Most of his conclusions.
The Ghostman, of course. He is flawed and criminal yet you can put yourself in his shoes and see things from his perspective.
I enjoyed breaking it up into my commutes to absorb and think about it as I went along.
Great first novel. The book weaves 2 stories involving the same character at different times in a way that slowly lets you understand why the Ghostman is the person he is and why he is in his current situation. Like any good book, he teaches you a lot about the subject and makes you feel a part of the action. I listen to dozens of books a year and this is one of the best. I usually don't write reviews, but wanted to share this one with people who like criminal thrillers.
I would have liked to have had the short stories more complete. It seems like the book is made up of story ideas the author started and never finished. And that is how some of the short stories end, right in the middle of the story as if she never finished it, but sent it in to be included in this book. I thought there was a problem with my audio player. Did it just skip to the next story in the middle of the current one? I also expected more about the early life of Kinsey: her childhood, time in the police force, etc., But there was little of that. Also, I agree with other reviewers that the second part of book with stories about a character based on Sue Grafton's life were probably cathartic to her, but not very interesting to the reader.
No, I still enjoy the whole Kinsey Millhone series and detective genre.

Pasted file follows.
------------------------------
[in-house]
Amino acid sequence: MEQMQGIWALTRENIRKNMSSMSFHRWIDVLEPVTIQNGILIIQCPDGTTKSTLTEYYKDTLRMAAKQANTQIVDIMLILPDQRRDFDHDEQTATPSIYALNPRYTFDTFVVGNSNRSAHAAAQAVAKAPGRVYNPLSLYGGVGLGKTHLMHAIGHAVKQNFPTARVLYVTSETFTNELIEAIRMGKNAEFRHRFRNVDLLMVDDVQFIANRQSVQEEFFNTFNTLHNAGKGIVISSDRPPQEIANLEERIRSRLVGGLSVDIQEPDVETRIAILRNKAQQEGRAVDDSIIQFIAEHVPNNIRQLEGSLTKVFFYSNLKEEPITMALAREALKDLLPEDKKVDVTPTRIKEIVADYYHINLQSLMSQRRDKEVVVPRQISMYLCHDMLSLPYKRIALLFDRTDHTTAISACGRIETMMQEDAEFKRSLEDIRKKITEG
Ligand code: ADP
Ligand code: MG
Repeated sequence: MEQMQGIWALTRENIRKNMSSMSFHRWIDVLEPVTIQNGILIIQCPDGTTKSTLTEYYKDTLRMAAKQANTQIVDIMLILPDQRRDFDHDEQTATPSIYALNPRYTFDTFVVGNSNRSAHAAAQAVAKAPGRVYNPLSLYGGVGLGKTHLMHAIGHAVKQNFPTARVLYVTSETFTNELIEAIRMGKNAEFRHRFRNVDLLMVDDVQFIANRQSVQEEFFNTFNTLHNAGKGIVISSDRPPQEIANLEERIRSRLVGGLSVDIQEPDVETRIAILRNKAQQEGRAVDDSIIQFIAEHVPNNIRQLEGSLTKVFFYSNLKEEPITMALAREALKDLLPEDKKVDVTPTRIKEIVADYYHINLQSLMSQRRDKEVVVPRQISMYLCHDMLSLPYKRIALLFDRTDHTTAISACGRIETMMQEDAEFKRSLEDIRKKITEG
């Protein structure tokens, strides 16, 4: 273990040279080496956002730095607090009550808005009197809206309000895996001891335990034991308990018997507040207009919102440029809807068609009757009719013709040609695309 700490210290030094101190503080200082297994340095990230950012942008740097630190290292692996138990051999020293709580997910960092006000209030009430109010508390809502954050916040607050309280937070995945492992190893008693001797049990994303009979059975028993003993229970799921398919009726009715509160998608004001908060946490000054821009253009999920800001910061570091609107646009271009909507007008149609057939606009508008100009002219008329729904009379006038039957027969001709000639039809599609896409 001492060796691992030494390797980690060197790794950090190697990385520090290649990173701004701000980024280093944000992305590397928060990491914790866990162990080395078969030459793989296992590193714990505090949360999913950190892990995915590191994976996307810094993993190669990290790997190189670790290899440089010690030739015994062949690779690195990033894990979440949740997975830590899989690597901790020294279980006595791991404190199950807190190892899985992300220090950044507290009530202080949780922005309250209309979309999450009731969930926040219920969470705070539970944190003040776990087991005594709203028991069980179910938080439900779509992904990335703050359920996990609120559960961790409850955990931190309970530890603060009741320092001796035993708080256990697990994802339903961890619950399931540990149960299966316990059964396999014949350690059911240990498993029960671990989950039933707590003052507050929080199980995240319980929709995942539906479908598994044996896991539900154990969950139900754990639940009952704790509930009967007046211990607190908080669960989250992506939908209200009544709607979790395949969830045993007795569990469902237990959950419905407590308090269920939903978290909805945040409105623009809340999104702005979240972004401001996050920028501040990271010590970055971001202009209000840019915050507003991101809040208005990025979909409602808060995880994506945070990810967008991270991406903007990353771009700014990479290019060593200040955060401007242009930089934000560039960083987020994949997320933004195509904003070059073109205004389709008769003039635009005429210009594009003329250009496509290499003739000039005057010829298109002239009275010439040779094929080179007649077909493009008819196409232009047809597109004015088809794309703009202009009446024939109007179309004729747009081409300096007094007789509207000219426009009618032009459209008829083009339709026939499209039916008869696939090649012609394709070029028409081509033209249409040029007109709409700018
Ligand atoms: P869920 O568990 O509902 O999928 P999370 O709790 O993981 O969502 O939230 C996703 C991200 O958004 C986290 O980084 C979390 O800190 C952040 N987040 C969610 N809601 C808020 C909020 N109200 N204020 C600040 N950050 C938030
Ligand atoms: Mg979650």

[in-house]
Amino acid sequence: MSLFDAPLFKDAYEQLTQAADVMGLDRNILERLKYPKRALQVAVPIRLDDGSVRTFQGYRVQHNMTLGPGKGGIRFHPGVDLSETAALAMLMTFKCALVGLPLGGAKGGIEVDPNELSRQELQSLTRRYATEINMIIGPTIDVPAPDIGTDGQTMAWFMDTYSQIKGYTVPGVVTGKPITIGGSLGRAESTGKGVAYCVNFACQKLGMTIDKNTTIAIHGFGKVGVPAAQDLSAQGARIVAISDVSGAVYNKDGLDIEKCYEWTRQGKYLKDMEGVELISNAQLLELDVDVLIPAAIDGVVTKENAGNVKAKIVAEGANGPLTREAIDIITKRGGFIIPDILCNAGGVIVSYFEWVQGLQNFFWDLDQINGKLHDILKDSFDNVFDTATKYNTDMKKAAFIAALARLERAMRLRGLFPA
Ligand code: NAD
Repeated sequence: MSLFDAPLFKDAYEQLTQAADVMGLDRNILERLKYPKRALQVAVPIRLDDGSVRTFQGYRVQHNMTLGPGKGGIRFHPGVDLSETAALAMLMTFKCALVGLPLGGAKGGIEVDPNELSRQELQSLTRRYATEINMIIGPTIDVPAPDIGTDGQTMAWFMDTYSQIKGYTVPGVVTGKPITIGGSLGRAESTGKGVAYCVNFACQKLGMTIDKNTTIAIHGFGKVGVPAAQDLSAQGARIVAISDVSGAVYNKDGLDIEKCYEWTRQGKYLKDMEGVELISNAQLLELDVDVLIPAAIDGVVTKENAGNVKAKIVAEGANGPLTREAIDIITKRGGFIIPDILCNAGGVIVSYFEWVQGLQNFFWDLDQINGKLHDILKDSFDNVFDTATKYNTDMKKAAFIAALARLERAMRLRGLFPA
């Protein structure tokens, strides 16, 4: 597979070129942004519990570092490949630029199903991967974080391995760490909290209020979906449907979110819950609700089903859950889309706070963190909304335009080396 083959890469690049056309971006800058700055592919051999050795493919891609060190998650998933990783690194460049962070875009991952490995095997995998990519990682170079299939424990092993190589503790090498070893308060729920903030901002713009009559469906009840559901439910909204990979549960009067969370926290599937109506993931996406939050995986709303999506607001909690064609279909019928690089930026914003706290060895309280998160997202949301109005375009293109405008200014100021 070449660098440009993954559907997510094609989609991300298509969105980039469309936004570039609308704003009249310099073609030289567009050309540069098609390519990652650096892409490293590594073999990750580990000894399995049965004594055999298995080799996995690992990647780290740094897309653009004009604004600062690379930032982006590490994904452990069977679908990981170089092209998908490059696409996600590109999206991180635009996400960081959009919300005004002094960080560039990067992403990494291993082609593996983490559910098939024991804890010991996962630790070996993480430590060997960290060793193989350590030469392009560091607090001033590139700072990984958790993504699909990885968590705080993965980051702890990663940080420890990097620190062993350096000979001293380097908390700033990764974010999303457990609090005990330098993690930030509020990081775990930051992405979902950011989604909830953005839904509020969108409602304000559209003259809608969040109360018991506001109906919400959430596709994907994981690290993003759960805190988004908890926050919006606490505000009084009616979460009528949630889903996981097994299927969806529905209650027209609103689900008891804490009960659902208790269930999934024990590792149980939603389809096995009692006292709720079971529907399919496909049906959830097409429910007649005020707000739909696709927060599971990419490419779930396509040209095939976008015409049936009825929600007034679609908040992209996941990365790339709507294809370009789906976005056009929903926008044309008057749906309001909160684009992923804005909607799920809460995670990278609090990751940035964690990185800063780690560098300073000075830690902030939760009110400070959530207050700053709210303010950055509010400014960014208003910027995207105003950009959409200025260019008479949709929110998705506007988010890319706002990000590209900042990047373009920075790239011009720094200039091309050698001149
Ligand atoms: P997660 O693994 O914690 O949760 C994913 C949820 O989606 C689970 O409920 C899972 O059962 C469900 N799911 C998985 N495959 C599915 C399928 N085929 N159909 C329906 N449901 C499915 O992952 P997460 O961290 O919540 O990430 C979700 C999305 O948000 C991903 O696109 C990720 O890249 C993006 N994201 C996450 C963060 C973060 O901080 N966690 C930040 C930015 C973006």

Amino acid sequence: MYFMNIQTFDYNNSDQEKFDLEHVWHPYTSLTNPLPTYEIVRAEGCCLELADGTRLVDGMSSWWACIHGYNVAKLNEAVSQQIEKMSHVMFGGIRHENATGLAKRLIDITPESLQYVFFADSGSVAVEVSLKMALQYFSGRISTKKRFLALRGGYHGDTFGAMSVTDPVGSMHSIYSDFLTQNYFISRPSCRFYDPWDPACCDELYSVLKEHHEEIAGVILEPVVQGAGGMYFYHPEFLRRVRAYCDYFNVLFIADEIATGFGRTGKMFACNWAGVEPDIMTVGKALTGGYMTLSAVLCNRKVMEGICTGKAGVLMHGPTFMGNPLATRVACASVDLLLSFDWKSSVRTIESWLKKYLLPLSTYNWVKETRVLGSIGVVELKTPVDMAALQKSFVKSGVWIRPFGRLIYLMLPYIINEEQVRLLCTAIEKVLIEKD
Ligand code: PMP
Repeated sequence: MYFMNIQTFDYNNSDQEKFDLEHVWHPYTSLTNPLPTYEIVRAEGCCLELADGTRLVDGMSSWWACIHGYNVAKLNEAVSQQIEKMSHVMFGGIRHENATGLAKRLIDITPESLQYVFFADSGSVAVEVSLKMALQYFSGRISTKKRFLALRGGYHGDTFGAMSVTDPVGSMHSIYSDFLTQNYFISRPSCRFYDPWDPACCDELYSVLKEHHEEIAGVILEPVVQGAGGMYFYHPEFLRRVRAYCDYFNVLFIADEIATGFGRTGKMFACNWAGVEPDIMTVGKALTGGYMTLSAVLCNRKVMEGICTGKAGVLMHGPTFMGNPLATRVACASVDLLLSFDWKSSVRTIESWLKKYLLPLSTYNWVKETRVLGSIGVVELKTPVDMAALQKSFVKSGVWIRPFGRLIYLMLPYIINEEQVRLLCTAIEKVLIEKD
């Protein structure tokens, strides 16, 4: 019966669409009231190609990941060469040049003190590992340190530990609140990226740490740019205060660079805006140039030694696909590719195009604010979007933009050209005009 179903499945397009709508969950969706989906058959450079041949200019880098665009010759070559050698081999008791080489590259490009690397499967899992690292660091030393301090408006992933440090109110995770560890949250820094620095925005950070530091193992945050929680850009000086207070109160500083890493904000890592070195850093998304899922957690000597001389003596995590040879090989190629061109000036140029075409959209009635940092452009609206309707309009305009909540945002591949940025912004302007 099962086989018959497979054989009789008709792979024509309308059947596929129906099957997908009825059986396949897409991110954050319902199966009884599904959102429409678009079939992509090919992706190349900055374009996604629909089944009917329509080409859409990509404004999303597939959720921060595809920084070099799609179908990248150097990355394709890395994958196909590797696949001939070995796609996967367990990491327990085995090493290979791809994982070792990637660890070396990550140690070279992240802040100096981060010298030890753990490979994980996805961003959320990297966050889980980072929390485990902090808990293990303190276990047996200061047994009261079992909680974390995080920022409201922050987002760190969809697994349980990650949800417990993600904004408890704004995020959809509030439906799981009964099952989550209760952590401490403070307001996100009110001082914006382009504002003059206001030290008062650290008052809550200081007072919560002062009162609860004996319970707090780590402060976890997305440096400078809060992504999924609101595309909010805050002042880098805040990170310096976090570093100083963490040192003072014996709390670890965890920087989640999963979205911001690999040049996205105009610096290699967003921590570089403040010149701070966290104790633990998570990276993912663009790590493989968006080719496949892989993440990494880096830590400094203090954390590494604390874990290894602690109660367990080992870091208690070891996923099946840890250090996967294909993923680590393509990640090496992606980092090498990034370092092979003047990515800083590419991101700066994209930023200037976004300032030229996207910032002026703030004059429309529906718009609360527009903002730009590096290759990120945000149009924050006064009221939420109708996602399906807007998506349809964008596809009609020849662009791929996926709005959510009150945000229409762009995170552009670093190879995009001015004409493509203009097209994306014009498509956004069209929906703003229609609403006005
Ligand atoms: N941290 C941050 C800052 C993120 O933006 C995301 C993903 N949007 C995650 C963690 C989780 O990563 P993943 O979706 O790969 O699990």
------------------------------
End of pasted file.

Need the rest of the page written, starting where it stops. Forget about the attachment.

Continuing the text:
Yes. The first 14 Kinsey Millhone books were read by another narrator, Mary Peiffer, who I really enjoyed. Then it took me awhile to get used to Judy Kaye. Especially when a book series is written in the first person, you get to know a narrator as the character and don't like changes. But Judy Kaye has now become Kinsey Millhone. The narrator could only read what she had to work with.
It was an OK book to tide you over until the next full alphabet detective book by Sue Grafton.... W is for ???
You can't get the feeling that Jim Bouton puts into it with the printed edition. This is the best author read book I have ever listened to. It is like sitting around having a few beers with Jim Bouton and letting him tell you stories - about baseball, about his family and about his life. You will laugh out loud and cry along with Bouton, who does both as he reads his book. Nice to see someone who is not afraid to display real emotion. Only a Bowie Kuhn loving, myopic Yankee fan could still hate this book. The little editing miscues only add to the charm of the book. This is not a sterlie precise, English diction recording.... this is life at its rawest form.... real amd emotional. The people that complain about this would probably sit a ball game and sulk the whole time too.